For months, I've had the December 31st sign-up deadline for the Medicare drug benefit (Part D) hanging over my head. It has deliberately been designed to be complicated; the logical way to do it would have been to make it a Medicare program, but in the Bush era this was considered to be the dreaded "socialized medicine," so it had to be written to the benefit of insurance companies, each of which created its own rules of which drugs to cover, how much to charge for premiums, and numerous other variables. The law also prevented the government from negotiating lower drug costs, which of course was a windfall to the drug companies. Because the process is so complicated, I just couldn't deal with it, and so I just let the time slip by until it became something I couldn't avoid. And if I, a reasonably intelligent, educated, and aware person, finds all this hard to navigate, I would imagine there are many others who find it totally overwhelming.
Fortunately, Nancy, the hospice social worker, referred me to a local non-profit agency that does nothing but Part D counseling. Their representative called me this morning, took my information, did the comparisons, and found the plan that she is sure offers the best combination of premiums and co-pays to meet my needs. My situation is relatively simple, because hospice pays for all my drugs except Celebrex; for people who need coverage for multiple drugs face far more complexity, as different programs cover different drugs (and, of course, no one can predict what drugs they may need in the coming year). Obviously, all this could have been avoided by making it a single payer program, like the original Medicare program, but the Bush administration was far more interested in funneling money to drug and insurance companies than to helping elders with what became an ever-growing expense. The Republican congress that passed the benefit did not provide any funding, which vastly increased the size of the deficit (and making hollow Republican opposition to the current health care reform legislation, which does provide payment mechanisms). In order to hold down costs, which could have been done by negotiating drug prices or placing limits on insurer profits (ideologically unacceptable), Congress created the hated "doughnut hole"; a process by which the individual, after accruing a set amount of benefits, has to pay full price until another threshhold is reached, at which point the benefit kicks in again.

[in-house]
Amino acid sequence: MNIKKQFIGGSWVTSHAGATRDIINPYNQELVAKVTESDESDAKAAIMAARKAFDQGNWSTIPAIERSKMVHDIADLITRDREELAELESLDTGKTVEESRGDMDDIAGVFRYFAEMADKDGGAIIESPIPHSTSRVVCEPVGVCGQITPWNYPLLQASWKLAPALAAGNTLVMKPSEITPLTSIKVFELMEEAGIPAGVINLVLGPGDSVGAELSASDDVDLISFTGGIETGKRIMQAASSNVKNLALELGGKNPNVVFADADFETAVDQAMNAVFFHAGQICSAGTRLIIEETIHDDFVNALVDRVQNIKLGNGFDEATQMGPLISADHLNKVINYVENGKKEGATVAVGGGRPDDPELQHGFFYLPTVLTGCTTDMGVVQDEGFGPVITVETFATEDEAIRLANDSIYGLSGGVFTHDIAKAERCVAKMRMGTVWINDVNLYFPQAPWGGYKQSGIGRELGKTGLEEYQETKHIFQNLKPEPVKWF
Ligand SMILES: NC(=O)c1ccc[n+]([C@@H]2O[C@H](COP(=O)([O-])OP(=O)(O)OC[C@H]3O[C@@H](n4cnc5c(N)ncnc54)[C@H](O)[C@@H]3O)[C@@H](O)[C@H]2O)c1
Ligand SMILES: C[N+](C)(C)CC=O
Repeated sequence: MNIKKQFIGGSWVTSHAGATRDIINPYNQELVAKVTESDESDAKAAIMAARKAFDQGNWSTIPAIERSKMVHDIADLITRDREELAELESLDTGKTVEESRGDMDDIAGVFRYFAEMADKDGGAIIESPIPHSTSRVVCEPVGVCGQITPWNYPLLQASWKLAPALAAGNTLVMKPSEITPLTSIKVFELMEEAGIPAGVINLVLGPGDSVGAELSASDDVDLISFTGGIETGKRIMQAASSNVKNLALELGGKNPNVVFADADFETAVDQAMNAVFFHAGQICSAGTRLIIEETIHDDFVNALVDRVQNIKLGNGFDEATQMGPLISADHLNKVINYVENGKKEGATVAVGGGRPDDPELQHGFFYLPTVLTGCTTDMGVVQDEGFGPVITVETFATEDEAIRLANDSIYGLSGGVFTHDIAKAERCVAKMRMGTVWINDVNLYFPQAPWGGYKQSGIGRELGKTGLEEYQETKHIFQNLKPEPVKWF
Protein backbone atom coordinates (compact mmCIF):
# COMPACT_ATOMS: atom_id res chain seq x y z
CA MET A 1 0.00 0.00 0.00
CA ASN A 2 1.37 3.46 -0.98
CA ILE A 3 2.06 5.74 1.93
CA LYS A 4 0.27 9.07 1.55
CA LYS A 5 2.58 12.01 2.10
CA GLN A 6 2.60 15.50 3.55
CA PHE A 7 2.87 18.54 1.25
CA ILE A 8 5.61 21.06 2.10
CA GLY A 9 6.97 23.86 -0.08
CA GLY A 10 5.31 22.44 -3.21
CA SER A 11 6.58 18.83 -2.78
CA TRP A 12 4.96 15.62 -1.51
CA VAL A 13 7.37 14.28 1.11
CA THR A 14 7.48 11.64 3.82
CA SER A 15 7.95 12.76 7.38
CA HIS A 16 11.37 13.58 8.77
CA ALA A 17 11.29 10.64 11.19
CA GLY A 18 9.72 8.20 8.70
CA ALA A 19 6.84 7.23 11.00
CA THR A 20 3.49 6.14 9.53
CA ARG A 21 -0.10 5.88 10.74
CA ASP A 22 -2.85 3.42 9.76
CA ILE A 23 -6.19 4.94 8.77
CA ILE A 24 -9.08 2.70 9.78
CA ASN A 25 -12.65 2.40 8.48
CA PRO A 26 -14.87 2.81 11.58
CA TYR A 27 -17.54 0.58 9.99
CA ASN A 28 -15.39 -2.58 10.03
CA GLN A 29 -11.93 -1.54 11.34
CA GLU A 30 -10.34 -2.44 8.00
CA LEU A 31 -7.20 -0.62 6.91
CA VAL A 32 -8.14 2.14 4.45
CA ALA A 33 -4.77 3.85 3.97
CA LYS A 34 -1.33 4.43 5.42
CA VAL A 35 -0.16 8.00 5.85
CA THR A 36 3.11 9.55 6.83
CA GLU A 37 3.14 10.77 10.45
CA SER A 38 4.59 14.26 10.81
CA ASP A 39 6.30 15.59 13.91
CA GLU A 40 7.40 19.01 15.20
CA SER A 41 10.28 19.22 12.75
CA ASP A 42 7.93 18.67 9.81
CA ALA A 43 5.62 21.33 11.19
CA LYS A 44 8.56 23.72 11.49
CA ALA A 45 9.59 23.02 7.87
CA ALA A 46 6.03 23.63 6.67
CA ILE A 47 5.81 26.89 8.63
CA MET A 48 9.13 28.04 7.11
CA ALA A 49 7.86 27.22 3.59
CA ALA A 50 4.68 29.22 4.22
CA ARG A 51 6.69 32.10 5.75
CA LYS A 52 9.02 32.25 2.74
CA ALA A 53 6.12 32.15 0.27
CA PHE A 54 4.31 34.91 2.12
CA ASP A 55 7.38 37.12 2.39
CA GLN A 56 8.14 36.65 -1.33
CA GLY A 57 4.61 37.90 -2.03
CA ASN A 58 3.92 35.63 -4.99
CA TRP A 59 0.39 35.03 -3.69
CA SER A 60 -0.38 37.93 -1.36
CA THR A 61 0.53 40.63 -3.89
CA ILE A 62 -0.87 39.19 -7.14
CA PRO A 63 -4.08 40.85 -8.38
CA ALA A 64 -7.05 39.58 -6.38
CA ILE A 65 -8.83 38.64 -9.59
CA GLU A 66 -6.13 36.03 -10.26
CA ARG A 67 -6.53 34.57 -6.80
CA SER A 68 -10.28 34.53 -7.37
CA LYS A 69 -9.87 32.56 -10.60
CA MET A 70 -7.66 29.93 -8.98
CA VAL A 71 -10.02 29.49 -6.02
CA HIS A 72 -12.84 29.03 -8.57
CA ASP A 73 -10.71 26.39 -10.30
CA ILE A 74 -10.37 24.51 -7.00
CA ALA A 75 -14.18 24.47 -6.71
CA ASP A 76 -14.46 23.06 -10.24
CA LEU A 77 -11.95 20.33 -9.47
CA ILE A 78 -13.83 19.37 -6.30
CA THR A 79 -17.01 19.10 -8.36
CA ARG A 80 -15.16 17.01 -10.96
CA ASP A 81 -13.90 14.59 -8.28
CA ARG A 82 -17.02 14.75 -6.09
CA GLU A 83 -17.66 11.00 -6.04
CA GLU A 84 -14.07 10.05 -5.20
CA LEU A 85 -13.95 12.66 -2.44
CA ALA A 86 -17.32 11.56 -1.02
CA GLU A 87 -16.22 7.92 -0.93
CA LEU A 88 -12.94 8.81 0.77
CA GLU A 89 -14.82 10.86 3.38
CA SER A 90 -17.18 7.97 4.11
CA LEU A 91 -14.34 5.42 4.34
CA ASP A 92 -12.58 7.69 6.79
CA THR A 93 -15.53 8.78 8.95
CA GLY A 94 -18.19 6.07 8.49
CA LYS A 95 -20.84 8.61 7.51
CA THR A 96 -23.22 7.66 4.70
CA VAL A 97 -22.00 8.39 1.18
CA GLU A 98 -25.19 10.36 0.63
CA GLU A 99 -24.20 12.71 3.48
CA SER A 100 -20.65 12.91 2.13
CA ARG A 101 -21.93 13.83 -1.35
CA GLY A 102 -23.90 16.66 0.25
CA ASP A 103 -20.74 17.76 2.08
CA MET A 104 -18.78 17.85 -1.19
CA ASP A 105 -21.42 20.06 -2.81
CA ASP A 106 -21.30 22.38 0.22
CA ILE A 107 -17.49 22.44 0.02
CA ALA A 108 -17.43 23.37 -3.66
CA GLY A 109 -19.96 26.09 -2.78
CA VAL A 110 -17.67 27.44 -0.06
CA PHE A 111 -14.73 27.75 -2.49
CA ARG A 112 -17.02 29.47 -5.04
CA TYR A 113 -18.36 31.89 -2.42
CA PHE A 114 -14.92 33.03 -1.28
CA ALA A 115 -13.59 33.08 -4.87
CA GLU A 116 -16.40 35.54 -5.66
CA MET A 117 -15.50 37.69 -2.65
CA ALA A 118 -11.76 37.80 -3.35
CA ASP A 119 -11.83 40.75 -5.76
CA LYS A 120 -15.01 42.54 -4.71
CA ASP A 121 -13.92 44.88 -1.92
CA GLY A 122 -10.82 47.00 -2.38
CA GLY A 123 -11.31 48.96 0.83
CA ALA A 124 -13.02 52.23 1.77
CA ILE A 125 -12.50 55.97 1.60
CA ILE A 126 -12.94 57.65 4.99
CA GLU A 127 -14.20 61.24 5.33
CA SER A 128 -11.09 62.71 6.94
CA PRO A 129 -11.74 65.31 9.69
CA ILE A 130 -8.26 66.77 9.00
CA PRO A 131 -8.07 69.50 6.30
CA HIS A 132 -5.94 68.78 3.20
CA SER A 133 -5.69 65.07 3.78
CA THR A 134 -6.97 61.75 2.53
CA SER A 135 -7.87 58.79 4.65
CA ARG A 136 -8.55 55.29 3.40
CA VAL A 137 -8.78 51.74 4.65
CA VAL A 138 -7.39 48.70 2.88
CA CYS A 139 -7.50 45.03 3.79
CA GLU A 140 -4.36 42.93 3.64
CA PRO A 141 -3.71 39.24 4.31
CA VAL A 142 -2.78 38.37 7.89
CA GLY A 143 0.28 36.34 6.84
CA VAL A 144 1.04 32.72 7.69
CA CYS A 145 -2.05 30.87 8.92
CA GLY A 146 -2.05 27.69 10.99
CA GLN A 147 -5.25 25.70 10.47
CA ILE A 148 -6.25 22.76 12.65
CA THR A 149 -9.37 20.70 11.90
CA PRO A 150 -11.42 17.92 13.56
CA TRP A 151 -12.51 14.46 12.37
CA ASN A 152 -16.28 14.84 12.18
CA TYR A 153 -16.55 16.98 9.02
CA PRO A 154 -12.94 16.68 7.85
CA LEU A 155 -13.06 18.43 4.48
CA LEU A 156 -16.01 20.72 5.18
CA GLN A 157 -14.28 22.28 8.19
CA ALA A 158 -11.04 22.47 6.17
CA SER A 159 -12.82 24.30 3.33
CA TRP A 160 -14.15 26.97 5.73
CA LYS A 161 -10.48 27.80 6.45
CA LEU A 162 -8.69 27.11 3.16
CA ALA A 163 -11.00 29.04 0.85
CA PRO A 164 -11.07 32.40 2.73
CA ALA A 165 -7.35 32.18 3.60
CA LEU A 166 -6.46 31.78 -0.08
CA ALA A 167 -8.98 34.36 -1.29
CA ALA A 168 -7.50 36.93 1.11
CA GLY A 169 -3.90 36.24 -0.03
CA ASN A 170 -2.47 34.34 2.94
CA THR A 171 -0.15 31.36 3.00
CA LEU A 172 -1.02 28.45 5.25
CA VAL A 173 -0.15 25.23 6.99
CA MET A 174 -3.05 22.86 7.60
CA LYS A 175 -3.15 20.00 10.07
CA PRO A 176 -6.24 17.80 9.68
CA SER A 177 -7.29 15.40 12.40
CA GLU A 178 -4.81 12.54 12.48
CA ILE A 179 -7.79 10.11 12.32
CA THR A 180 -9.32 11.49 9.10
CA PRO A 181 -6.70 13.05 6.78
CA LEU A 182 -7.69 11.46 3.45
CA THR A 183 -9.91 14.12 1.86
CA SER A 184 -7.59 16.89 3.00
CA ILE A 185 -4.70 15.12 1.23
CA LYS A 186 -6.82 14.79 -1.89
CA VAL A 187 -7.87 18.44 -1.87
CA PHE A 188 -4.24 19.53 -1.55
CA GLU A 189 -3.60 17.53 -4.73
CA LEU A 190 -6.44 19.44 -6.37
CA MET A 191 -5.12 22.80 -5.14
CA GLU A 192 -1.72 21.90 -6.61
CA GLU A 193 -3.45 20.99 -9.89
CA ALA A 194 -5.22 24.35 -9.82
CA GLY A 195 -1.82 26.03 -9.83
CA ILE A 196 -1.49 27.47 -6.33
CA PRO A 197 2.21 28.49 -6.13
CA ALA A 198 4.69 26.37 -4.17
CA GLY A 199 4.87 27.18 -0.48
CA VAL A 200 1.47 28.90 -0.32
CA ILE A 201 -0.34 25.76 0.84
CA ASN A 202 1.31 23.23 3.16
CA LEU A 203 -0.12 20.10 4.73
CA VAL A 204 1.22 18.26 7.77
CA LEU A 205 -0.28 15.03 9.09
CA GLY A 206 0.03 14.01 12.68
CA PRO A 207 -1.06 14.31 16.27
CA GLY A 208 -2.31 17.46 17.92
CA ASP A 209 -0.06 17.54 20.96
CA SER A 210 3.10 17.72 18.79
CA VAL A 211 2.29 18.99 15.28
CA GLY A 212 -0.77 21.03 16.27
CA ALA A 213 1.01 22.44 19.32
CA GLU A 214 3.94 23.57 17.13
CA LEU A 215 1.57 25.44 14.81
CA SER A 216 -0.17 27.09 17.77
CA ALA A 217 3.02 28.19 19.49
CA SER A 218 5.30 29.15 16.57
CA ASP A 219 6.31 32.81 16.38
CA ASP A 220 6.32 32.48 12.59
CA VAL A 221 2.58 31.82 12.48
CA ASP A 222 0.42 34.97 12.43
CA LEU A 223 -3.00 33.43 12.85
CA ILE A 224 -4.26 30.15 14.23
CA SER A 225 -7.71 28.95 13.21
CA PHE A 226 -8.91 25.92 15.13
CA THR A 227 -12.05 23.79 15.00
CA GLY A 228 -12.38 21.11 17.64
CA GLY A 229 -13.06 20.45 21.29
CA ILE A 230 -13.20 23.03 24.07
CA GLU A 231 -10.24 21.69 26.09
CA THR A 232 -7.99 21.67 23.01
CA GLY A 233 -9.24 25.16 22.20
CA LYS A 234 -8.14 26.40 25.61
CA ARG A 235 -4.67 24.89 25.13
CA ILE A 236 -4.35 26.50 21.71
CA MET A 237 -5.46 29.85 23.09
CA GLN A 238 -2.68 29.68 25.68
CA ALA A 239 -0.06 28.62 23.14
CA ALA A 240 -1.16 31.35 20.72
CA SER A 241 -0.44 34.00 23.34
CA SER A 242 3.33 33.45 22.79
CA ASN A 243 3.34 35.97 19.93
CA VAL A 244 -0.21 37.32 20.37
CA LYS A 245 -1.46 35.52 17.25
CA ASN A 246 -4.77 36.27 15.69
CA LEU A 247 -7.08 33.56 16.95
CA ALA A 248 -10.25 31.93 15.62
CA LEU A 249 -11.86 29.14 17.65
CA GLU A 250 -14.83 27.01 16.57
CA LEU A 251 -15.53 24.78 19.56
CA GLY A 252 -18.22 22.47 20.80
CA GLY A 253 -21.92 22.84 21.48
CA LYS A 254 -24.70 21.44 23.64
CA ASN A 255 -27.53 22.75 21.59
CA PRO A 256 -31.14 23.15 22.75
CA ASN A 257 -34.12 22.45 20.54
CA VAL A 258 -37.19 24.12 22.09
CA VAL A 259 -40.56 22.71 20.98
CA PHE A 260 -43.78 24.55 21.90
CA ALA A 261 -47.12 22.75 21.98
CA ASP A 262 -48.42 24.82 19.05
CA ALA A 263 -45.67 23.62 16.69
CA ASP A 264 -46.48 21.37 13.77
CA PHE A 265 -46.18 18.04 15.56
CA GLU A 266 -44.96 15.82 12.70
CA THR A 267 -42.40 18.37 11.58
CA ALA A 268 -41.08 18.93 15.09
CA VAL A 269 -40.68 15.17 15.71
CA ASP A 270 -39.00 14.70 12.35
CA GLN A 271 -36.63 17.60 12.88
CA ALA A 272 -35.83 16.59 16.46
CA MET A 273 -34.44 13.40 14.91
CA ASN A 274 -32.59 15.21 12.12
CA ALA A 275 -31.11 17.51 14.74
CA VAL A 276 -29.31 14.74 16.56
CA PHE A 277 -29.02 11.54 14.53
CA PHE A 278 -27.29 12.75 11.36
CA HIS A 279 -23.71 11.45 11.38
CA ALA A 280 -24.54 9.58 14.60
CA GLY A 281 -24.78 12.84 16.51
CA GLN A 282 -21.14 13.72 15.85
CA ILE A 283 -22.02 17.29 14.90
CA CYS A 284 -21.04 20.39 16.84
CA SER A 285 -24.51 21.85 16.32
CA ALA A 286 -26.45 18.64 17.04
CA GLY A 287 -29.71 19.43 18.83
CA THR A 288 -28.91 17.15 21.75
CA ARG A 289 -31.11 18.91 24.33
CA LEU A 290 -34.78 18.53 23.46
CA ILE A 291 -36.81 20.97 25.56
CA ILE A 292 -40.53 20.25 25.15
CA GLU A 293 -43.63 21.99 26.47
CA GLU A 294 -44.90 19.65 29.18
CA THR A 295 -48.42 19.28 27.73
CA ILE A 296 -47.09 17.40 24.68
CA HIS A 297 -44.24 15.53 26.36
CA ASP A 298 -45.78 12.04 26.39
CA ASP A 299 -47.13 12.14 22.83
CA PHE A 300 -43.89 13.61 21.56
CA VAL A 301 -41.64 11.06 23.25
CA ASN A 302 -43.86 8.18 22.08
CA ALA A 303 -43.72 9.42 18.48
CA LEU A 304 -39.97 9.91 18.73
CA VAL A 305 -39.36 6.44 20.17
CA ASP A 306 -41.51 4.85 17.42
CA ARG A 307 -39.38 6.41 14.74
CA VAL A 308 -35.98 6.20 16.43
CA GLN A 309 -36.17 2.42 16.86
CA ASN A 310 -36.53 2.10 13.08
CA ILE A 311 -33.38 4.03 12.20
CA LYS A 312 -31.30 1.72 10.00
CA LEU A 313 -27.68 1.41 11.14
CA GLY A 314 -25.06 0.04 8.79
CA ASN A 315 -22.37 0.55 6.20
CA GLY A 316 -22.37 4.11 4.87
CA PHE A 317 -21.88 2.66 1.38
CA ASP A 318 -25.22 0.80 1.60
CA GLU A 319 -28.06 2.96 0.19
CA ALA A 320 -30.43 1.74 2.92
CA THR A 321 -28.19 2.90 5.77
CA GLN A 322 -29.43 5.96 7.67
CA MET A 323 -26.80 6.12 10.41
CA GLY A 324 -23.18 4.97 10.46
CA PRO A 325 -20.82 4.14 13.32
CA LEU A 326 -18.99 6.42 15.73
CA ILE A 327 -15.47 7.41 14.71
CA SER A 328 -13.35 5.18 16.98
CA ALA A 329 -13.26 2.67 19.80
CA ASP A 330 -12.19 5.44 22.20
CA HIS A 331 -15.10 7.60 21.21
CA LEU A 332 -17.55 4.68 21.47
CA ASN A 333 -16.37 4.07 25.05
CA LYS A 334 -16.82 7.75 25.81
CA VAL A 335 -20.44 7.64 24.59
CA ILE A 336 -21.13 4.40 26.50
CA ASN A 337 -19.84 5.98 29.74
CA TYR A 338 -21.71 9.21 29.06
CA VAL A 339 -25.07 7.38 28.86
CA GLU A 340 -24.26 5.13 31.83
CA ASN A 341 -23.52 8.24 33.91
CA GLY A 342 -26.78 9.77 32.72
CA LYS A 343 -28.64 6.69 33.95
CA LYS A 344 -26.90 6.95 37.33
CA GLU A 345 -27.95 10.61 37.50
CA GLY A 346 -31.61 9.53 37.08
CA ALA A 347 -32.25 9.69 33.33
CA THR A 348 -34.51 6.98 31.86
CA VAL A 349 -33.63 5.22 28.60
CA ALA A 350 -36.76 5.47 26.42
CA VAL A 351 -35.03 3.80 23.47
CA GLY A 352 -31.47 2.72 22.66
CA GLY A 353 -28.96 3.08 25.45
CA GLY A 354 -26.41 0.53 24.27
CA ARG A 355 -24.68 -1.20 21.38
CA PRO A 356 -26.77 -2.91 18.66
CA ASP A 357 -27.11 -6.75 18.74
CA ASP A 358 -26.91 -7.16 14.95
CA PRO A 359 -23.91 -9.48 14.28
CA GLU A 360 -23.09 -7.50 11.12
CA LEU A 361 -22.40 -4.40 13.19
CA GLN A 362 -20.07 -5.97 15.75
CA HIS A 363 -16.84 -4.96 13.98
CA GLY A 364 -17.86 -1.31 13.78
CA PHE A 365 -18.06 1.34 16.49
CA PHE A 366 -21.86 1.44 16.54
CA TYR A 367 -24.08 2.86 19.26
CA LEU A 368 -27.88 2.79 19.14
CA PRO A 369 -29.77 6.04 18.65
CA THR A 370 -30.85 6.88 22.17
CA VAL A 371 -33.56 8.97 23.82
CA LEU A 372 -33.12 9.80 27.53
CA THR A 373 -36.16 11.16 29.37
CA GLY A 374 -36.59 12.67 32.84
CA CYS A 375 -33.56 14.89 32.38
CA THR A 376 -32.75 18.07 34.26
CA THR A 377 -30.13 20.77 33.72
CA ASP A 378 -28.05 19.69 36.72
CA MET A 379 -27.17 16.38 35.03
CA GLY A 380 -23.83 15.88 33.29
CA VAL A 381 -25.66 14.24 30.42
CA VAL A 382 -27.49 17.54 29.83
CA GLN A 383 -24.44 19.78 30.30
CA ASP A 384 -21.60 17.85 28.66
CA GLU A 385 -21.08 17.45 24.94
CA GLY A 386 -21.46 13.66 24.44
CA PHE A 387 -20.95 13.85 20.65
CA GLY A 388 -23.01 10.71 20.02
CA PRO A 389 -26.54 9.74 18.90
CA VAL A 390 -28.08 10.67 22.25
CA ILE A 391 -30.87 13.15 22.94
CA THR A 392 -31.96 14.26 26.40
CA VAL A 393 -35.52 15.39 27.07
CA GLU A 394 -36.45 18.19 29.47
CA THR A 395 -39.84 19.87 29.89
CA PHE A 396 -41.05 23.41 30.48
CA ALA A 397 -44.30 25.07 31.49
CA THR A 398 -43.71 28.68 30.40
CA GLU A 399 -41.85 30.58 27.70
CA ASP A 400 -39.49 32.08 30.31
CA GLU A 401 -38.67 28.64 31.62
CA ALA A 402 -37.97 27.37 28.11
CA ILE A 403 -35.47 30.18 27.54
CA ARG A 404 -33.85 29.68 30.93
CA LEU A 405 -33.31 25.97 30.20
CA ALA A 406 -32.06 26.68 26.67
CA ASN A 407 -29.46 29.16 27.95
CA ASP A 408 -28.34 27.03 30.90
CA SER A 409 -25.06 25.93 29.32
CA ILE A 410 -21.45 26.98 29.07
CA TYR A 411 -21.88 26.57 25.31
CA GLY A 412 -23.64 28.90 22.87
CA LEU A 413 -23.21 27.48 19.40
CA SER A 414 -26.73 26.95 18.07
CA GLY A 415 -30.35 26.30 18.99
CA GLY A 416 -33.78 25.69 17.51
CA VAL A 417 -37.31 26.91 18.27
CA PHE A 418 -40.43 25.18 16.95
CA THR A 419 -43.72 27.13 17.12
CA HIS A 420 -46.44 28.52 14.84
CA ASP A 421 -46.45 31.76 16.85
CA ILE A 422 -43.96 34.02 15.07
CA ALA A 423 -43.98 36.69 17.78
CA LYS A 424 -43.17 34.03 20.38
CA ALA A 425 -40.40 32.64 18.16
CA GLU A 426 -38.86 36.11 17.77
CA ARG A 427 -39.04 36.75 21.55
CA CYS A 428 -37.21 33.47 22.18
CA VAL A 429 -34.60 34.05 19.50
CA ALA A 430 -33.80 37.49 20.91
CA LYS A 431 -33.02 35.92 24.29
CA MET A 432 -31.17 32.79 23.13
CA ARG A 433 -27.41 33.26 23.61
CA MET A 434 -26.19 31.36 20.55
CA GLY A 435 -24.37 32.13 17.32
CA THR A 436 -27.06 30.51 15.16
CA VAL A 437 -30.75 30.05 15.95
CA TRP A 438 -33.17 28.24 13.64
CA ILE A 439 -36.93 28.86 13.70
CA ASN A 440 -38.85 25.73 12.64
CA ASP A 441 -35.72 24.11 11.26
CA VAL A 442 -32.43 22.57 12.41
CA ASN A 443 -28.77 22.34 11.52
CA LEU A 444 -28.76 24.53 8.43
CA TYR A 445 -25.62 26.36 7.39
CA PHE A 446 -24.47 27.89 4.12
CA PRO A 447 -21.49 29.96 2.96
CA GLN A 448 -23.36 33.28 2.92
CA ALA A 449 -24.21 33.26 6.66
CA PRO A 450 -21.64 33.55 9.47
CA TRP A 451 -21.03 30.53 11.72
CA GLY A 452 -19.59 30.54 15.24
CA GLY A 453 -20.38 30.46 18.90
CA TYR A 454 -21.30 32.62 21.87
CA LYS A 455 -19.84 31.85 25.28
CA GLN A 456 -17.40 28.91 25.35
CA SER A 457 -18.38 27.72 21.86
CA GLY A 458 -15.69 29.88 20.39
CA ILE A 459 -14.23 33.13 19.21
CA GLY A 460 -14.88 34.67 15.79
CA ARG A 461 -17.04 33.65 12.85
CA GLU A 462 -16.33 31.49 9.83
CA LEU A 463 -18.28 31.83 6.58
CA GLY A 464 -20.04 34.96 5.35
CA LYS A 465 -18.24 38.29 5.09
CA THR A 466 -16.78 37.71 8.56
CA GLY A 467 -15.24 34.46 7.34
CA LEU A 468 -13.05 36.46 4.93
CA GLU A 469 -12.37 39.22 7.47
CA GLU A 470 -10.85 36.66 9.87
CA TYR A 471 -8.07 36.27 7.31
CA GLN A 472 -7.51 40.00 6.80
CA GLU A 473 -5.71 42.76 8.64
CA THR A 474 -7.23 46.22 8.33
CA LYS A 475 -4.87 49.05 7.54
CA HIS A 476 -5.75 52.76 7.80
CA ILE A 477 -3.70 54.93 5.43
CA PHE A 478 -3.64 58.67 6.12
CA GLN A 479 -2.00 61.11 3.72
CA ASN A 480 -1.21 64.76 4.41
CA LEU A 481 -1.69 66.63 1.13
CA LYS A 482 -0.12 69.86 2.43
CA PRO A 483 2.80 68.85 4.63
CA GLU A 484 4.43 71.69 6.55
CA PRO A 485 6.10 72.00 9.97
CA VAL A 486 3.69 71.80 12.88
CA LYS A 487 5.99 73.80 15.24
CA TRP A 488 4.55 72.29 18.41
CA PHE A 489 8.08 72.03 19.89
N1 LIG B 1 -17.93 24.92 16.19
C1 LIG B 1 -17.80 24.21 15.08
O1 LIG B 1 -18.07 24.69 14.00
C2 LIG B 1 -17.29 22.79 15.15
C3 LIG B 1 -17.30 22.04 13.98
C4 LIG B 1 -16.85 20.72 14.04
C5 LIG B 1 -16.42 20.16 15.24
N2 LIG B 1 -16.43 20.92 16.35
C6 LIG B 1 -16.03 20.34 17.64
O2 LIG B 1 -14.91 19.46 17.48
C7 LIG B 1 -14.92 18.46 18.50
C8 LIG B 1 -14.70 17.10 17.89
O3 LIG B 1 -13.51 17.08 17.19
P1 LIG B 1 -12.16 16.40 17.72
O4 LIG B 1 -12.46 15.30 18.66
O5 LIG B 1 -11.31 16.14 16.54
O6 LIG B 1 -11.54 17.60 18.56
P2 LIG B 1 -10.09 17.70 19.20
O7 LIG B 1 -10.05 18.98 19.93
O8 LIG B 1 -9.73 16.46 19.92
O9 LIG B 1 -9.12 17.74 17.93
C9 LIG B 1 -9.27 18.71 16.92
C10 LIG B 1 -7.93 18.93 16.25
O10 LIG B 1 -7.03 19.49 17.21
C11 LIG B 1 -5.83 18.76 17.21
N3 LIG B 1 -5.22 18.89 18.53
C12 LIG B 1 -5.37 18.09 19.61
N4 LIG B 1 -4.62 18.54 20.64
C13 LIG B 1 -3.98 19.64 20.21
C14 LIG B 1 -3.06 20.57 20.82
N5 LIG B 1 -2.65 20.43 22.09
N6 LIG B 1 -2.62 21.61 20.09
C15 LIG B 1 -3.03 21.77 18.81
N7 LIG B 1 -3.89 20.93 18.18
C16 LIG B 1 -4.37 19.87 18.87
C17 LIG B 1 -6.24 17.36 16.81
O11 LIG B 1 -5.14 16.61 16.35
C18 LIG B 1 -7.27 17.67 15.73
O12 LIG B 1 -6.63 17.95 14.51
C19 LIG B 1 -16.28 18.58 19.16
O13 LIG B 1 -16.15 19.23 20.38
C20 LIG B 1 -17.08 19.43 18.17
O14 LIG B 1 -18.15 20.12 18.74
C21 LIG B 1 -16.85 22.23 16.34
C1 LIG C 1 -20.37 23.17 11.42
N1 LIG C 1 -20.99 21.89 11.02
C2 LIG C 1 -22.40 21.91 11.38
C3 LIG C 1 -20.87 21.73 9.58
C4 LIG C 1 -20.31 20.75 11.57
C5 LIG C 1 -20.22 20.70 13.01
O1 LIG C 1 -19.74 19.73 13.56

After a few phone calls back and forth I was given a phone number and was able to enroll over the phone. So something that has been nagging at me for months is now taken care of. It just shouldn't be this hard!